In a couple hundred pages of text and pictures, Nikki Bado-Fralick and Rebecca Sachs Norris manage to meander across a broad range of religious traditions and to dabble in psychological streams that flow from sources as diverse as Carl Jung and Jean Piaget--all while maintaining their focus on religious expressions and functions of games and dolls. The result is a well-written volume that, if nothing else, provides a thorough compendium of information on the various functions of religious toys. Some discussions in the book border on the trivial. Yet, with few exceptions, even the trivia (such as the extended discussion of "Fulla," a Muslim variation of the Barbie doll) tend to provide fascinating glimpses into what happens when the toy aisle turns religious. Nikki Bado-Fralick directs the religious studies program at Iowa State University, while Rebecca Sachs Norris teaches religious and theological studies at Merrimack College. Both professors utilize religious playthings in their teaching, and they draw many of their examples from their students' in-class experiences with these games and toys.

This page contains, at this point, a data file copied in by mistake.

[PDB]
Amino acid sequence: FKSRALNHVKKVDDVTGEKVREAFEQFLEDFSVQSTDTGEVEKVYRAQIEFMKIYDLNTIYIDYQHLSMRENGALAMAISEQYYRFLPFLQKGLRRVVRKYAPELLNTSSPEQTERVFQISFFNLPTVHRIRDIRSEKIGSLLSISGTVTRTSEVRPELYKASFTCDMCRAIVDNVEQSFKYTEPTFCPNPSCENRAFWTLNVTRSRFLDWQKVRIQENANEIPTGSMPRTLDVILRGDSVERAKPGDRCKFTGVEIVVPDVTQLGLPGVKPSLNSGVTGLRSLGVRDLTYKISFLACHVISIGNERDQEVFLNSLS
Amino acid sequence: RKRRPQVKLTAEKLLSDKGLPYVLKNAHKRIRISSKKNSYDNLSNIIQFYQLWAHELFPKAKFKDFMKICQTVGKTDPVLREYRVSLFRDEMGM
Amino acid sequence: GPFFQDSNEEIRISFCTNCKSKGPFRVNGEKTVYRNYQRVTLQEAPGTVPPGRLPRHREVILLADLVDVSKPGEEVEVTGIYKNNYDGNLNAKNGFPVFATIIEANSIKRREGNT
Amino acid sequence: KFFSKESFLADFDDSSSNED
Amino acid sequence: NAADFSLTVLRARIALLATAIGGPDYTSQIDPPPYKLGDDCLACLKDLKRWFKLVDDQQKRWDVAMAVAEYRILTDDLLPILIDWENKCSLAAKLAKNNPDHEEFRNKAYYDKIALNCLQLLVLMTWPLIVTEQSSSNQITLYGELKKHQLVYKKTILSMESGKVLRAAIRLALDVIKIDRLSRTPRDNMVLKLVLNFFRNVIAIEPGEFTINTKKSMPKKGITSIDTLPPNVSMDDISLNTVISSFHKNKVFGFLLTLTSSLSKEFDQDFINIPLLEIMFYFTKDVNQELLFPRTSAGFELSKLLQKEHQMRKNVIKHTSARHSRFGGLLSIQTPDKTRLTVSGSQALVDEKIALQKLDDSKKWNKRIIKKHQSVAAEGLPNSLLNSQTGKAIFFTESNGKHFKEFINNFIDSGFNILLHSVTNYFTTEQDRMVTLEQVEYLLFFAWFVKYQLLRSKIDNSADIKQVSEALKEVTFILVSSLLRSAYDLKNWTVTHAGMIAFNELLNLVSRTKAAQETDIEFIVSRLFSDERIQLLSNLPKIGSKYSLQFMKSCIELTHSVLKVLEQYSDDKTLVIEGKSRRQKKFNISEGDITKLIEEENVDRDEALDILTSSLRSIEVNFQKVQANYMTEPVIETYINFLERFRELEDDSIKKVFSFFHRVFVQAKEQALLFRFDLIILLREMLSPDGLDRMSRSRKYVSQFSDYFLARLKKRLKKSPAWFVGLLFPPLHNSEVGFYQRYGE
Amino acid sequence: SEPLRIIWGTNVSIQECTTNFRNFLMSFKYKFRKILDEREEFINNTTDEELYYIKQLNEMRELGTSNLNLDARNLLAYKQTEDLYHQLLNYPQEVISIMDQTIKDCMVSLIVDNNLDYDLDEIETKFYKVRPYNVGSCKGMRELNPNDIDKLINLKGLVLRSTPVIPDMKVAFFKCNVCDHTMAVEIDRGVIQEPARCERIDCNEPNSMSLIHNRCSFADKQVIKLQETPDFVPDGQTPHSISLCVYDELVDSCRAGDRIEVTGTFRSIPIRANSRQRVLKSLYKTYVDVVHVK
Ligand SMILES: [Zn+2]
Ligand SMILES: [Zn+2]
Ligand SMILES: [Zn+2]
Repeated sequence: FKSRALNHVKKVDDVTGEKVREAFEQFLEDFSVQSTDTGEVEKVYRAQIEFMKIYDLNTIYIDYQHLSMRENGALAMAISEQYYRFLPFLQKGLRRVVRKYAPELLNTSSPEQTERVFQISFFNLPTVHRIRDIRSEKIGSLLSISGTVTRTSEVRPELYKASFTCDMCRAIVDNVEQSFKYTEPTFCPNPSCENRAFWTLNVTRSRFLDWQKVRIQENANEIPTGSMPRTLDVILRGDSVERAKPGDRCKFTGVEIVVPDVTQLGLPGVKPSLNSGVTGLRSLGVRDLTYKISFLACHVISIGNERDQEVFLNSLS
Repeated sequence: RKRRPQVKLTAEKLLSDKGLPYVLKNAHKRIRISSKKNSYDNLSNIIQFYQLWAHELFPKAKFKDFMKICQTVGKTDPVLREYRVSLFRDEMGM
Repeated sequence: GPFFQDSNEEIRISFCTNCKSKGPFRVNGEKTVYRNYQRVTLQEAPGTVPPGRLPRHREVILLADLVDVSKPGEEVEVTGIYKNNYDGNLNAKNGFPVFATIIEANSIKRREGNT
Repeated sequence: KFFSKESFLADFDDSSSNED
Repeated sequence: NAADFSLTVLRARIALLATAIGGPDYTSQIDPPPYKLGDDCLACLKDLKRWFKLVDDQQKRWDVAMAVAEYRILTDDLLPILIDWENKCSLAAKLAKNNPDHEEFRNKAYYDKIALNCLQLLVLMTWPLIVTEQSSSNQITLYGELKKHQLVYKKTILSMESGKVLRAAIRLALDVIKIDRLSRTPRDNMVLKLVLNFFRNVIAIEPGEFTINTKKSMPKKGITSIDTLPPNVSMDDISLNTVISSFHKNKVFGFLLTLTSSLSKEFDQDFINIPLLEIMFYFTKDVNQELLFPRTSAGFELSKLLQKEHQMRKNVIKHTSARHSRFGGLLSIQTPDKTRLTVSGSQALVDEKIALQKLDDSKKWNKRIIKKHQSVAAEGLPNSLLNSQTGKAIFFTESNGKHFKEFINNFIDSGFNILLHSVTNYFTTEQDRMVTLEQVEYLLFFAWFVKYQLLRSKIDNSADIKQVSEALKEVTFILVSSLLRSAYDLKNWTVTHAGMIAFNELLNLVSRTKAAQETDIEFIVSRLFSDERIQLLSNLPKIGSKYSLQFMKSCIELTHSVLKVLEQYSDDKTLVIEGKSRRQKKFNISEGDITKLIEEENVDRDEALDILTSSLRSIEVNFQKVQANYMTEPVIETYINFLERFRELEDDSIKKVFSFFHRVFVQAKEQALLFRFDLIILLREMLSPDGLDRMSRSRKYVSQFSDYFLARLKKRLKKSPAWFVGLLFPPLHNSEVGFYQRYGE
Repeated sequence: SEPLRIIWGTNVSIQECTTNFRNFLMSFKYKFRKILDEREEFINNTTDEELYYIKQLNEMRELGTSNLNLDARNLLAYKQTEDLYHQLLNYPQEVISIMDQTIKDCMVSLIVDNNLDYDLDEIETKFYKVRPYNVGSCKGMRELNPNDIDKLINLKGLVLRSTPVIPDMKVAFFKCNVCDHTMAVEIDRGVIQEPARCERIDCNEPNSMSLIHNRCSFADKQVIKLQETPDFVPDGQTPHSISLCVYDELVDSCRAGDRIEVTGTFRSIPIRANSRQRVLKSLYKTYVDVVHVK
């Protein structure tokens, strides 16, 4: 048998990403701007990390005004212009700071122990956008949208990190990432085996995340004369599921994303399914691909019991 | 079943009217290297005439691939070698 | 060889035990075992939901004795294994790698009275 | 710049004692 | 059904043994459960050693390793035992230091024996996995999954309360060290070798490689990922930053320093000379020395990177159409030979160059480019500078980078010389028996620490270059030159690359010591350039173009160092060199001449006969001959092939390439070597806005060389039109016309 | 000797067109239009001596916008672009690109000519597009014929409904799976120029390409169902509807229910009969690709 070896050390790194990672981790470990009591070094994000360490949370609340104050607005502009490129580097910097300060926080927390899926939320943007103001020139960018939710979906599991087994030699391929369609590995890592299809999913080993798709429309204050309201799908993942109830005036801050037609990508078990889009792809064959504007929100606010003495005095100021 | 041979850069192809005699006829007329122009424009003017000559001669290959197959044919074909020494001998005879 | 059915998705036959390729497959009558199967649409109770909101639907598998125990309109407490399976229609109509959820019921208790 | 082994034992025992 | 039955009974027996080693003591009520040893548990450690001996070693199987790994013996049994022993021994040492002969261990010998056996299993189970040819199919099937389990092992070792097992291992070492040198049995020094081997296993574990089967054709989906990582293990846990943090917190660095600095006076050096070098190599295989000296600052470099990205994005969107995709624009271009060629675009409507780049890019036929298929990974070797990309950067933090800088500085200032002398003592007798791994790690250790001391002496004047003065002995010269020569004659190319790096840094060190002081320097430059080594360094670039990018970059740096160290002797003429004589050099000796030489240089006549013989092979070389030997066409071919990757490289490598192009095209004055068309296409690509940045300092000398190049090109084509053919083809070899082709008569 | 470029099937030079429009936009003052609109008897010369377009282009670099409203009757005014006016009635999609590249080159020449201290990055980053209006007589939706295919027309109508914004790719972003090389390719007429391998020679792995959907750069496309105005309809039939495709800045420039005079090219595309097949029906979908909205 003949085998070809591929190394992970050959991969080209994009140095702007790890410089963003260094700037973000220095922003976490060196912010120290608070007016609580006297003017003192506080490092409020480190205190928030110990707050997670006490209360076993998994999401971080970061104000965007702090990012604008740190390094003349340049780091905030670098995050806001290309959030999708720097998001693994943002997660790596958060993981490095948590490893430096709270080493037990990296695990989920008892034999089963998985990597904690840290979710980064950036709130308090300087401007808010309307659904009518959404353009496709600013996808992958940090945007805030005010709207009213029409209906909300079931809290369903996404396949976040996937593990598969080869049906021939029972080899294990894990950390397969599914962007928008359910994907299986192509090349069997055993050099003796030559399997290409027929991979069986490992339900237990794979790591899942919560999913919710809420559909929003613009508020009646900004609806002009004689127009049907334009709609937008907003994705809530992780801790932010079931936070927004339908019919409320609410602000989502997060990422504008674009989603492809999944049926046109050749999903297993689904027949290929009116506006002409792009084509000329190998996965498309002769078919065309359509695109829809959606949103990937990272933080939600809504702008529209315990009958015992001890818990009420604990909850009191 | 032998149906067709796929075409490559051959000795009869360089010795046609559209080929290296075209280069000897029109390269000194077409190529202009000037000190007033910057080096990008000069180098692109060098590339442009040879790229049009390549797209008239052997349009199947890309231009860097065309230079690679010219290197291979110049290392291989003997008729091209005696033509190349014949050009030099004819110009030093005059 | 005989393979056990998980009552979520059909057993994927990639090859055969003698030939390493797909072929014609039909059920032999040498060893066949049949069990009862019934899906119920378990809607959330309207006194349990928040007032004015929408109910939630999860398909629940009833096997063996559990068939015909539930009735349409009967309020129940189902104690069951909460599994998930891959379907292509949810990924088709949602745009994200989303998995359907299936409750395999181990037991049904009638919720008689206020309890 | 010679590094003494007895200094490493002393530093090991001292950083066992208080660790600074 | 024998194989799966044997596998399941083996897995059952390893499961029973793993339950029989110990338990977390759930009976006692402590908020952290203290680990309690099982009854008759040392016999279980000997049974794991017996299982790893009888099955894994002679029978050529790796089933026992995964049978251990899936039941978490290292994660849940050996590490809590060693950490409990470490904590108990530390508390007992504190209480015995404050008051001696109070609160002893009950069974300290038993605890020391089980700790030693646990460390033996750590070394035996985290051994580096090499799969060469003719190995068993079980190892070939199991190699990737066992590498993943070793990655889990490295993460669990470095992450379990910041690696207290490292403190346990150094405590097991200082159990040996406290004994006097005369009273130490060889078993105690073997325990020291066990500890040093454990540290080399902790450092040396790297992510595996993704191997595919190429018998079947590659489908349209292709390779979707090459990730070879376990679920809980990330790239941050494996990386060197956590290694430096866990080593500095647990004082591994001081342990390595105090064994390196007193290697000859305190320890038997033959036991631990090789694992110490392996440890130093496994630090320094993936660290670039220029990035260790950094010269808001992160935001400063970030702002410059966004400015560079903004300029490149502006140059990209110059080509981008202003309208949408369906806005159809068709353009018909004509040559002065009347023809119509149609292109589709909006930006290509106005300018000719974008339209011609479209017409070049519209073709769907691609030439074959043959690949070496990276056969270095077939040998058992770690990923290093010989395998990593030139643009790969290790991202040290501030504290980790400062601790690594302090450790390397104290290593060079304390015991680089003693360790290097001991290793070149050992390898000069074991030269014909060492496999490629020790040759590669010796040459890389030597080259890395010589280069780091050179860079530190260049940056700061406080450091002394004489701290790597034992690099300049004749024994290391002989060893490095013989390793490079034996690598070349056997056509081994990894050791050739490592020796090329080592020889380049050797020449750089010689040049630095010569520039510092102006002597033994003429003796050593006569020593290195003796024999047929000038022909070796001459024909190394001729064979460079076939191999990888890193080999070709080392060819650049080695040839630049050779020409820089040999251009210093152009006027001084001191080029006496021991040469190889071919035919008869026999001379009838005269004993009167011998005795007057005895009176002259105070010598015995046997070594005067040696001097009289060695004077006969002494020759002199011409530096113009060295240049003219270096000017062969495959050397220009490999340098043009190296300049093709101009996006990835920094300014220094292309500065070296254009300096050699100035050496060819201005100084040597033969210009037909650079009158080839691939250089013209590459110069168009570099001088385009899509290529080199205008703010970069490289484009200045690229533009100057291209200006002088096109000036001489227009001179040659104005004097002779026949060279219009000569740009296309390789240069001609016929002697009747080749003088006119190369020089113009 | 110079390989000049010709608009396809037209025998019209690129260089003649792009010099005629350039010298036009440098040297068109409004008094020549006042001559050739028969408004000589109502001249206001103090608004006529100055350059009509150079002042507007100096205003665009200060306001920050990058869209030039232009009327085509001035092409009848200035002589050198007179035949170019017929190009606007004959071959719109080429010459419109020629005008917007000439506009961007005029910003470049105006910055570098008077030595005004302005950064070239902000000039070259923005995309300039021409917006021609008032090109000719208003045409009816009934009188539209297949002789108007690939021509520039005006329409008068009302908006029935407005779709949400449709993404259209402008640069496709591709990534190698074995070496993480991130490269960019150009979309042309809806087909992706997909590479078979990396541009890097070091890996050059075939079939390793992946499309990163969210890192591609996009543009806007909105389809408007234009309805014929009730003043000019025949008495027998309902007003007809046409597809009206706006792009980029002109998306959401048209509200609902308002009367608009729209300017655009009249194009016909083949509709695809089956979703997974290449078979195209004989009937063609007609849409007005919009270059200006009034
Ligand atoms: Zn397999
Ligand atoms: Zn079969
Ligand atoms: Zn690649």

One theme provides a recurring touchstone throughout the text: Both religion and play entail embodied expressions of perceptions or realities that stand outside rational categorization (183-84); as a result, the human experiences of play and of the sacred overlap with one another. The border between ritual and play is "permeable, porous, and mutually interpenetrating" (167). By mingling the corporeal realm with that which cannot be confined to words or matter, both religion and play serve to break down "dualistic ways of perceiving the world" (184).
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Format: Paperback